Some nurses and doctors are refusing to get a flu shot and have to wear masks at work.

Of course, none of those are good reasons.

Three Reasons to Skip a Flu Shot This Year

Flu vaccines are safe and have many benefits, even if they aren’t any where near 100% effective.

So are there any legitimate reasons to skip a flu shot?

Of course.

In fact, three very good reasons to skip a flu shot include:

  1. being younger than 6 months of age
  2. having a severe allergic reaction (e.g., anaphylaxis) after a previous dose of flu vaccine or to any component of the flu vaccine
  3. and, uh…

Actually, although folks might have many of bad excuses, there are only two good reasons to skip a flu shot…

So, infants who aren’t old enough to be vaccinated yet, and anyone who has had a life-threatening reaction to a previous dose.

Additional precautions, but not true contraindications, do including having had Guillain-Barré syndrome <6 weeks after a previous dose of influenza vaccine and having a moderate or severe acute illness with or without fever when you are planning to get vaccinated.

What about egg allergies?

Even if you have had a severe reaction to eggs, you can still get a flu shot. Just get it get it in an inpatient or outpatient medical setting (such as a hospital, clinic, health department, or physician’s office), so that you can be supervised by a health care provider who is able to recognize and manage severe allergic reactions.

Bad Reasons to Skip a Flu Shot

Are you scared of shots? Flumist is back.

Are you skipping the flu shot because you never get sick? How lucky do you feel this year? Don’t continue to gamble that you won’t get the flu. Increase your chances of staying well by getting a flu shot, the best way to avoid the flu.

There aren’t any natural alternatives that work better, no matter how hard you want to believe that going to a chiropractor, using essential oils, or homeopathic remedies might be helpful.

The flu vaccine doesn’t weaken your immune system.

There are no hidden or harmful ingredients in flu vaccines.

The flu vaccine is not going to give you the flu.

And the flu is definitely not a mild disease! There were 176 pediatric flu deaths last flu season, and as in most years, most were unvaccinated.

Don’t wait. Get your flu shot.

More on Flu Vaccine Contraindications

Can You Really Get a Flu Shot If You Are Allergic to Eggs?

Are you still worried about your child’s egg allergy and getting them a flu vaccine?

Everyone needs a flu shot. When will you get yours?
Everyone needs a flu shot. Even kids with egg allergies. Photo by Gabriel Saldana (CC BY-SA 2.0)

That’s not surprising, as we once warned people about residual egg proteins in flu vaccines and the possibility of immediate hypersensitivity reactions in those with severe egg allergies.

Flu Vaccines and Egg Allergies

Of course, that advice has now changed, even though most flu vaccines are still prepared in chicken eggs.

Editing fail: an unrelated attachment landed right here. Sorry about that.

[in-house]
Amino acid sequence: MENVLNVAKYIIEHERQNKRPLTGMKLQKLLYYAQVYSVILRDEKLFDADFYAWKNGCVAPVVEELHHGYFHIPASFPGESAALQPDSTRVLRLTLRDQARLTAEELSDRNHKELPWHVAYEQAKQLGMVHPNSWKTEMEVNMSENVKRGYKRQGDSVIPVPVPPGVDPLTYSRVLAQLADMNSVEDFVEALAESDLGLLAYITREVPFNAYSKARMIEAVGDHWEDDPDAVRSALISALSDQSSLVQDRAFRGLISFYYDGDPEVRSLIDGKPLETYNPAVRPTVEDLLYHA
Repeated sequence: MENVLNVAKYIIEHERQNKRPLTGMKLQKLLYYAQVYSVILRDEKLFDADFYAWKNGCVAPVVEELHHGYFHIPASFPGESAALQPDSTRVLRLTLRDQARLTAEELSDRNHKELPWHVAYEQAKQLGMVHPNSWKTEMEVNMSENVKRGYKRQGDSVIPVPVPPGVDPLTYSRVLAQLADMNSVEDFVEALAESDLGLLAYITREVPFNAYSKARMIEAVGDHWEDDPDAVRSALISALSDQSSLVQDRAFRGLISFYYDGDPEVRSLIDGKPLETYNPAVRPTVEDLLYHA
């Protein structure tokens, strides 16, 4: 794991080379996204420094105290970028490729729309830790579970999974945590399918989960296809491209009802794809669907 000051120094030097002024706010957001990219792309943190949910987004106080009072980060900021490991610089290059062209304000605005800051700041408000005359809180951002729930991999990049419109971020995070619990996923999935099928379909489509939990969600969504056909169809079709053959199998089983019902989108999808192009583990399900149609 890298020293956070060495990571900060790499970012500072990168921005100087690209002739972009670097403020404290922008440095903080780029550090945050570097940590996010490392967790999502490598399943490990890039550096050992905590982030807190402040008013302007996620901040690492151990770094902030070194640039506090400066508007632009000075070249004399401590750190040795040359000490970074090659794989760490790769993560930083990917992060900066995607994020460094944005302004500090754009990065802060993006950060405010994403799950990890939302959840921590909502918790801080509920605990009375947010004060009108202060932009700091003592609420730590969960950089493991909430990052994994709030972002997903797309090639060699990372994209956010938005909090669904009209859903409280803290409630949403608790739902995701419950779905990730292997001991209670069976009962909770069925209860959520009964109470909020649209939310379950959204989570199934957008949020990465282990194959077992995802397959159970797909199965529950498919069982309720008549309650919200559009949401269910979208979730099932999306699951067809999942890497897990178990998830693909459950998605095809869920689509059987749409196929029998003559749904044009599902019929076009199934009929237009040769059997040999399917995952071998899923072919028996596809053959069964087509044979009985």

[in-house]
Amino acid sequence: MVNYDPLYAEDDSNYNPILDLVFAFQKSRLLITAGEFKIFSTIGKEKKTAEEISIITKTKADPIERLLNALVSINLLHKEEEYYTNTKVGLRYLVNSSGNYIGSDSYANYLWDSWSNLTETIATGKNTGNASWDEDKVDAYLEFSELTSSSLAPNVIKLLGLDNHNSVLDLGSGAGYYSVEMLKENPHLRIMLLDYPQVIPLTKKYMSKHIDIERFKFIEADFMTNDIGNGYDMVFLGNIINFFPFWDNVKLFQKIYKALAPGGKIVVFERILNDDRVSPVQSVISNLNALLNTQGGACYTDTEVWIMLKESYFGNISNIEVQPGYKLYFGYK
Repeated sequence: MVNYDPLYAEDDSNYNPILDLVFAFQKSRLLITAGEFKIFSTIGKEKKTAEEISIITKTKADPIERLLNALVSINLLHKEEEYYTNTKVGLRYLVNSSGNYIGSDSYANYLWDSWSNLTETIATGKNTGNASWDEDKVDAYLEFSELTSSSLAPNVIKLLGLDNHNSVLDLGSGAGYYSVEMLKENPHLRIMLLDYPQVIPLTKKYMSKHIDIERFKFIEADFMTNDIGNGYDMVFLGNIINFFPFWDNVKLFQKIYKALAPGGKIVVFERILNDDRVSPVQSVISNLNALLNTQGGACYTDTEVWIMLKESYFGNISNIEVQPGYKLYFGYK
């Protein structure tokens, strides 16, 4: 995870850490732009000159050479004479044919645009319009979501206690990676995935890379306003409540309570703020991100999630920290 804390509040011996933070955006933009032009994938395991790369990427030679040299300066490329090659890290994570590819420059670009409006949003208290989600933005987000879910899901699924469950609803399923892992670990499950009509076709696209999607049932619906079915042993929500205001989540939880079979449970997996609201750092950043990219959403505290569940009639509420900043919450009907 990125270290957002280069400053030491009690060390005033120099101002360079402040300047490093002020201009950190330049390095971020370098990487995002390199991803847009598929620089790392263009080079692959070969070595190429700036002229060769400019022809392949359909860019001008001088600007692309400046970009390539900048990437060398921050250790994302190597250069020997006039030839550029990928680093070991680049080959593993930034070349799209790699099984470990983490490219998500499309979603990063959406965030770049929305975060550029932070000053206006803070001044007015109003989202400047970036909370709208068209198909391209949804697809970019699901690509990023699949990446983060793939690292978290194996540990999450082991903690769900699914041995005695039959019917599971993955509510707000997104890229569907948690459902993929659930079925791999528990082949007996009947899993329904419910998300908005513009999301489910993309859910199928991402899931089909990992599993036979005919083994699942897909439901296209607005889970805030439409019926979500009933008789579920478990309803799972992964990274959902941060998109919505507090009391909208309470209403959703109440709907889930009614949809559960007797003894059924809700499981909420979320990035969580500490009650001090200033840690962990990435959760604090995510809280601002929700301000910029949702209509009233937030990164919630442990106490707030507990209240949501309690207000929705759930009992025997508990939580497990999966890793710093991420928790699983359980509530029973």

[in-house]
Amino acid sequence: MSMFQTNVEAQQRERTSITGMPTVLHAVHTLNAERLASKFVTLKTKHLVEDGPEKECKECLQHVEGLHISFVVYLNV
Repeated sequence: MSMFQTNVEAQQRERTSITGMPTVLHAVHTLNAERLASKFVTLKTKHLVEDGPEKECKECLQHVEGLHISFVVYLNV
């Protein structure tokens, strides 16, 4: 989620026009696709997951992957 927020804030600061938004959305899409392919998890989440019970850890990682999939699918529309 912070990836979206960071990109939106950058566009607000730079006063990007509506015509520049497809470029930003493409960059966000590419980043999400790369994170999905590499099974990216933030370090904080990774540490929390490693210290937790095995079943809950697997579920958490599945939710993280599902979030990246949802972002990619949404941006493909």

“Recent studies have shown that even individuals with confirmed egg allergy can safely receive the flu vaccine. The Joint Task Force on Practice Parameters of the American Academy of Allergy Asthma and Immunology and the American College of Allergy Asthma and Immunology as well as the American Academy of Pediatrics state that no special precautions are required for the administration of influenza vaccine to egg-allergic patients no matter how severe the egg allergy.”

Egg Allergy and the Flu Vaccine

In fact, it began to change in 2011, when we got the recommendation that it was okay to give flu shots to people with egg allergies, if they only get hives as their reaction. It was still recommended that those with more severe allergic reactions to eggs “be referred to a physician with expertise in the management of allergic conditions for further risk assessment before receipt of vaccine.”

Before that, we would sometimes do skin testing on high risk egg allergic kids, desensitization, or regular chemoprophylaxis.

In 2013, the recommendation changed so that those with severe allergic reactions to eggs should get their flu shot “by a physician with experience in the recognition and management of severe allergic conditions.”

The recommendations were again modified in 2016, removing the recommendation that egg-allergic flu vaccine recipients be observed for 30 minutes and that those with severe egg allergies “should be vaccinated in an inpatient or outpatient medical setting (including but not necessarily limited to hospitals, clinics, health departments, and physician offices), under the supervision of a health care provider who is able to recognize and manage severe allergic conditions.”

Why the changing advice?

It’s because severe allergic reactions to vaccine are rare (in a million doses rare). And even in the flu vaccines that still use eggs, almost all of the egg protein is removed from the final vaccine. So that residual amount of egg protein is unlikely to trigger an allergic reaction. And that’s what we saw as the recommendations were slowly changed year after year.

Getting a Flu Shot When You Are Allergic to Eggs

And that’s why we have our current recommendations:

  • Those with a history of egg allergy who only get hives can get any age-appropriate flu vaccine.
  • Those with a history of egg allergy who have severe reactions, including angioedema, respiratory distress, lightheadedness, recurrent emesis, or who required epinephrine or another emergency medical interventions, can still get any age-appropriate flu vaccine, but they should get it in an inpatient or outpatient medical setting (such as a hospital, clinic, health department, or physician’s office). And the vaccine administration should be supervised by a health care provider who is able to recognize and manage severe allergic reactions.
  • Those who can eat eggs without reaction can get any age-appropriate flu vaccine.

Do you still have to be observed after getting your flu vaccine if you have an egg allergy?

No postvaccination observation period is recommended specifically for egg-allergic persons.

Prevention and Control of Seasonal Influenza with Vaccines: Recommendations of the Advisory Committee on Immunization Practices—United States, 2018–19 Influenza Season

Nope. But that’s likely because although they are rare, reactions might not occur right away.

So yes, you can and you should get a flu vaccine if you are allergic to eggs.

More on Flu Vaccines and Egg Allergies